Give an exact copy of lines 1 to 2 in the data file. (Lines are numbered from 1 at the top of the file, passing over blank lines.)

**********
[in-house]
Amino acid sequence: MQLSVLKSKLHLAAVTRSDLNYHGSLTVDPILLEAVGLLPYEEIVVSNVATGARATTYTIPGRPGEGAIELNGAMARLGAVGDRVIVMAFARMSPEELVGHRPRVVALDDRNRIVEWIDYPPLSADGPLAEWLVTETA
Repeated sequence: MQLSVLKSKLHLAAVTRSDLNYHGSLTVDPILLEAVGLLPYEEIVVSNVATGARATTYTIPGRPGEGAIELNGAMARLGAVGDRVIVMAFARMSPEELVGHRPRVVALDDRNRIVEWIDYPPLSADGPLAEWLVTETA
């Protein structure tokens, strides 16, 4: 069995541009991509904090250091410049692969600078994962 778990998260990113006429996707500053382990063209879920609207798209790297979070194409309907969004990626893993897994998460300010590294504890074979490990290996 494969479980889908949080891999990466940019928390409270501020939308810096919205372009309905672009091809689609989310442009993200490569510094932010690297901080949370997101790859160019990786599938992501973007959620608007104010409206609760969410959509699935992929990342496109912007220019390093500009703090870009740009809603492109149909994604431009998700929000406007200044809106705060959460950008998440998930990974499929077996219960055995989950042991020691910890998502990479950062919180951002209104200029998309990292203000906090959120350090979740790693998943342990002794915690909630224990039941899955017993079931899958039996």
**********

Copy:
[in-house]
Amino acid sequence: MQLSVLKSKLHLAAVTRSDLNYHGSLTVDPILLEAVGLLPYEEIVVSNVATGARATTYTIPGRPGEGAIELNGAMARLGAVGDRVIVMAFARMSPEELVGHRPRVVALDDRNRIVEWIDYPPLSADGPLAEWLVTETA